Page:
Standing at the cart that carried a King
Posted by Jehriko at 7:06 am, May 14th 2009.

King's casket was borne by a mule-driven farm cart, symbolizing his support of the rights of poor people. The leader of our group lead a lesson from just inside of the room where that cart now sits. I felt small, like I simply did not understand the world. I felt like I had been robbed of something and I didn't know how to get it back, because I didn't know what was missing. One of the staff members who had seen the cart and heard this lesson many times over began to shake with grief. I approached her gently and placed my arm around her shoulder.

Shamefully, the first thing I thought about was how I would be judged by my actions. I wondered if they saw the same things that my enemies saw when I was unceremoniously fired from my Resident Assistant job for calling one of my white female colleagues on the phone because I could see her across the quad from my junior year dorm room at Amherst. They called it harassment, made her feel as though she shouldn't feel safe with me having such access to her comings and goings because of my dating history with women on campus. Why was this public knowledge? Why was it even an issue? I was happily committed to a beautiful woman at the time and that was certainly public knowledge since she and I were campus leaders in athletics, student government, and social activism to name a few areas. I was fired from that job as a resident assistant, fired by a black woman who claimed to be an advocate for the black community.

As I stood there, listening to king's sermon, a sermon he gave nearly 500 feet from where we stood--listening to it standing 10 feet from the cart that carried his casket--I realized that this group of people would not judge me and that I should live my life without institutionalized paranoia. I should live with peace in my heart.


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Where are the black male educators?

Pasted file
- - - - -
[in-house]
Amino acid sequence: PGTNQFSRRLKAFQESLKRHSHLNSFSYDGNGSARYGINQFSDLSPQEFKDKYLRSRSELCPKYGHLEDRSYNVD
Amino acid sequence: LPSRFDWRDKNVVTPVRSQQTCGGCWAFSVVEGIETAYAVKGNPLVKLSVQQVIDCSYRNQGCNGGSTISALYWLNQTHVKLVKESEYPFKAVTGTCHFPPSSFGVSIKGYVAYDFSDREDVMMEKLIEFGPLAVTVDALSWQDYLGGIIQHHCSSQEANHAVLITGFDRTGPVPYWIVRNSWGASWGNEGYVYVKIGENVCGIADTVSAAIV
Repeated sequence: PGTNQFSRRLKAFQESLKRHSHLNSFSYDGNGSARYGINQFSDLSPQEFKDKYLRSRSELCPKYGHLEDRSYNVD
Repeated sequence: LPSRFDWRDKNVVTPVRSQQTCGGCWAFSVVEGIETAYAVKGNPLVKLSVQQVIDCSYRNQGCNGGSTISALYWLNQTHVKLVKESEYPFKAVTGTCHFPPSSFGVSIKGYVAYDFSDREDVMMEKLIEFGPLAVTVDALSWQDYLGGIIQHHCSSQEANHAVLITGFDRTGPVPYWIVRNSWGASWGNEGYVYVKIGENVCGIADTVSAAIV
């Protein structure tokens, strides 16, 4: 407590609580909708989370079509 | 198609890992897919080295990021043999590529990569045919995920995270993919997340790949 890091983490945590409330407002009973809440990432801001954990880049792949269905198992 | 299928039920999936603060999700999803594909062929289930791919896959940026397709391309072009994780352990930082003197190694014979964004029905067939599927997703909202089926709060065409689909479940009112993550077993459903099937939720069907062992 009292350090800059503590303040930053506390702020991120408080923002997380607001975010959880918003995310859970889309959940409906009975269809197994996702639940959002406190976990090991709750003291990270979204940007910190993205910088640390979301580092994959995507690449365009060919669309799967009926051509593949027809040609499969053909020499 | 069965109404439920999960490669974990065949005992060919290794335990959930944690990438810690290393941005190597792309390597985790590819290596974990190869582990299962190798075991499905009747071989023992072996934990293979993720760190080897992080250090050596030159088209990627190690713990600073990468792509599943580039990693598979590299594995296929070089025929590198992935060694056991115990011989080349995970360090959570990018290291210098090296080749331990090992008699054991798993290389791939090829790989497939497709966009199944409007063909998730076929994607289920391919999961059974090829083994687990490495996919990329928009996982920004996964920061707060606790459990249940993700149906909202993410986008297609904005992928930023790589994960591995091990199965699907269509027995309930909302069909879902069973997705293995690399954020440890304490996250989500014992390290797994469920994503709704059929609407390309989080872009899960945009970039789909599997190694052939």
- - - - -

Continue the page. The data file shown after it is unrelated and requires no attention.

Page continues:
Posted by Jehriko at 6:56 am, May 14th 2009.

Sometimes I wonder where I belong. Not because I lack self awareness nor for any other reason that degrades my character, I wonder if I am spinning and spinning with all this energy that possesses me only to bore a hole beneath me that will trap and contain me until I lose all of myself in it. I watch others wield their power with grace and I wonder why I am doomed to waste my strength into the ground.

This may sound like I am putting myself down but I assure you that I have no intention of that. My eyes are clear. I am just not sure what I am looking at. Consider a lion, incarcerated in a wild life reservation. It looks like home, may even smell like it, but yet he cannot behave as a lion should. His food is given to him, his pride is gone from him, there are no beasts for him to lord over. Is he depressed? Is he angry or regretful? Who can truly know.

For me, I wonder if my stagnation is a symptom or a condition in and of itself. Is it a lack of passion? Possibly. I am capable of great things and I am gripped by a history that I cannot break away from. I am writing from Montgomery today, a city which shares my dilemma in many respects. A statue of Jefferson Davis, the once president of the confederacy here in america, is still sitting atop the capitol steps.

My first reaction was one of frustration. I saw one black teacher, a woman as usual. And then there was me. Sure, I knew we would meet John Lewis and others but why was I the only black male adult traveling with this group. Is it that black male educators have lost the fire they had on the steps of the dallas counly courthouse in Selma? They were among the first to step up when potential black voters were turned away when they arrived to register. At many of my places of employment, I am the only black man present. Perhaps I would feel more secure if i was not all alone in my efforts.


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